A hollow-core fiber is an optical fiber which guides light essentially within a hollow region, so that only a minor portion of the optical power propagates in the solid fiber material (typically a glass). According to the standard physical mechanism for guiding light in a fiber, this should not be possible: normally, the refractive index of the fiber core has to be higher than that of the surrounding cladding material, and there is no way of obtaining a refractive index of glass below that of air or vacuum, at least in the optical spectral region. However, a different guiding mechanism can be used, based on a photonic band gap, as can be realized in a photonic crystal fiber with a certain structure. Such fibers are also called photonic bandgap fibers. The name air-guiding fibers is less precise, because it is actually not the air which provides the guidance.
The attractions of hollow-core fibers are mainly that the primary guidance in air minimizes nonlinear effects and makes possible a high damage threshold. Also, one can have low chromatic dispersion. Such features are particularly interesting for guiding ultrashort pulses, where substantial amounts of chromatic dispersion and nonlinearity could lead to severe pulse distortions.
The low overlap of the intensity profile with the glass makes it possible even to guide light at wavelengths where the transparency of the glass material is relatively poor. For example, this has been demonstrated with high-energy pulses from an Er:YAG laser at 2.94 μm .
In some cases, it is useful to have a low overlap of the optical field with the laser-active dopant in a rare-earth doped fiber. For example, this can help to realize a 978-nm Yb-doped fiber laser or fiber amplifier, where it is otherwise more difficult to suppress unwanted emission at longer wavelengths .
A general problem of hollow-core fibers is that their propagation losses are substantially higher than for solid-core fibers – in particular when single-mode guidance is required. There are, however, methods to mitigate that trade-off .
Wavelength Range with Guiding
Another issue is the normally quite limited wavelength range in which the photonic bandgap guiding mechanism works. This wavelength range can be substantially broadened by using a different kind of hollow-core fiber with a so-called Kagomé lattice design [2, 12]. The operation principle of the Kagome fiber design profoundly differs from that of a photonic bandgap fiber; it does not rely on a photonics bandgap [6, 8, 17]. Some optical properties also differ substantially from those of photonic bandgap fibers. Namely, the wavelength range with good transmission can be much broader, which is useful for many applications, including supercontinuum generation . Also, the slope of the chromatic dispersion is lower, which is beneficial for pulse compression [10, 14, 15]. Some designs exhibit very small overlap of light with the silica structures (order of 0.01%), allowing the guidance of beams with rather high optical peak powers.
The RP Photonics Buyer's Guide contains 9 suppliers for hollow-core fibers. Among them:
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|||F. Couny et al., “Generation and photonic guidance of multi-octave optical-frequency combs”, Science 318, 1118 (2007)|
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|||S. Im et al., “Guiding properties and dispersion control of kagome lattice hollow-core photonic crystal fibers”, Opt. Express 17 (15), 13050 (2009)|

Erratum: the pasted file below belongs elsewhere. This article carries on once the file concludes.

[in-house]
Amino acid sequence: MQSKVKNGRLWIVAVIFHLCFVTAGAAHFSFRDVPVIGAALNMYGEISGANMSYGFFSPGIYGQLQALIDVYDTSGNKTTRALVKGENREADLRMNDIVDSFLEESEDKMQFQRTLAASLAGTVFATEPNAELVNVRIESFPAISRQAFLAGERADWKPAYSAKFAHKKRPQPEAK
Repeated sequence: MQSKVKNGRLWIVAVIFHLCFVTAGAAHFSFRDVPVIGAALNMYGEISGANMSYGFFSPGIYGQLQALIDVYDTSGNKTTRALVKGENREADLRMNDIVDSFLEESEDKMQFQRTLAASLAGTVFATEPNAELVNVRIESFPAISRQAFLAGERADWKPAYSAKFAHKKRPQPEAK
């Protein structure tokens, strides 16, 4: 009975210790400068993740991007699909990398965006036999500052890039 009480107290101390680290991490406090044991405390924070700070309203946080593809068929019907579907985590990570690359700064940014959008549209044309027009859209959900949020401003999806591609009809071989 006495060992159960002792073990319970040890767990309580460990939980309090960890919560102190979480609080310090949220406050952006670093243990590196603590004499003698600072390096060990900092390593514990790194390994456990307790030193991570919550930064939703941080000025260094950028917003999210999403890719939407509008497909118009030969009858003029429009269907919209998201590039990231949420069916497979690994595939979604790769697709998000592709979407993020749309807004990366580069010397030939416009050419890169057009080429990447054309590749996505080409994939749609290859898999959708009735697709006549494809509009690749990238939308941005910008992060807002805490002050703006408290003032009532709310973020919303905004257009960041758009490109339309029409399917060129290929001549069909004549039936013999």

|||S. Im et al., “High-power soliton-induced supercontinuum generation and tunable sub-10-fs VUV pulses from kagome-lattice HC-PCFs”, Opt. Express 18 (6), 5367 (2010)|
|||O. H. Heckl et al., “Temporal pulse compression in a xenon-filled Kagome-type hollow-core photonic crystal fiber at high average power”, Opt. Express 19 (20), 19142 (2011)|
|||A. Urich et al., “Delivery of high energy Er:YAG pulsed laser light at 2.94 μm through a silica hollow core photonic crystal fibre”, Opt. Express 20 (6), 6677 (2012)|
|||P. Ghenuche et al., “Kagome hollow-core photonic crystal fiber probe for Raman spectroscopy”, Opt. Lett. 37 (21), 4371 (2012)|
|||J. M. Fini et al., “Low-loss hollow-core fibers with improved single-modedness”, Opt. Express 21 (5), 6233 (2013)|
|||Ka F. Mak et al., “Tunable vacuum-UV to visible ultrafast pulse source based on gas-filled Kagome-PCF”, Opt. Express 21 (9), 10942 (2013)|
|||K. F. Mak et al., “Two techniques for temporal pulse compression in gas-filled hollow-core kagomé photonic crystal fiber”, Opt. Lett. 38 (18), 3592 (2013)|
|||B. Debord et al., “Hypocycloid-shaped hollow-core photonic crystal fiber, Part I: Arc curvature effect on confinement loss”, Opt. Express 21 (23), 28597 (2013)|
|||P. St. J. Russell et al., “Hollow-core photonic crystal fibres for gas-based nonlinear optics”, Nature Photon. 8, 278 (2014)|
|||M. Michieletto et al., “Hollow-core fibers for high power pulse delivery”, Opt. Express 24 (7), 7103 (2016)|
|||J. C. Travers et al., “Ultrafast nonlinear optics in gas-filled hollow-core photonic crystal fibers”, J. Opt. Soc. Am. B 28 (12), A11 (2018)|
|||M. Bache et al., “Poor-man’s model of hollow-core anti-resonant fibers”, J. Opt. Soc. Am. B 36 (1), 69 (2019)|
|||I. A. Bufeto et al., “Catastrophic damage in hollow core optical fibers under high power laser radiation”, Opt. Express 27 (13), 18296 (2019)|
|||W. Li et al., “151 W monolithic diffraction-limited Yb-doped photonic bandgap fiber laser at ∼978 nm”, Opt. Express 27 (18), 24972 (2019)|
|||S. Habib et al., “Single-mode, low loss hollow-core anti-resonant fiber designs”, Opt. Express 27 (4), 3824 (2019)|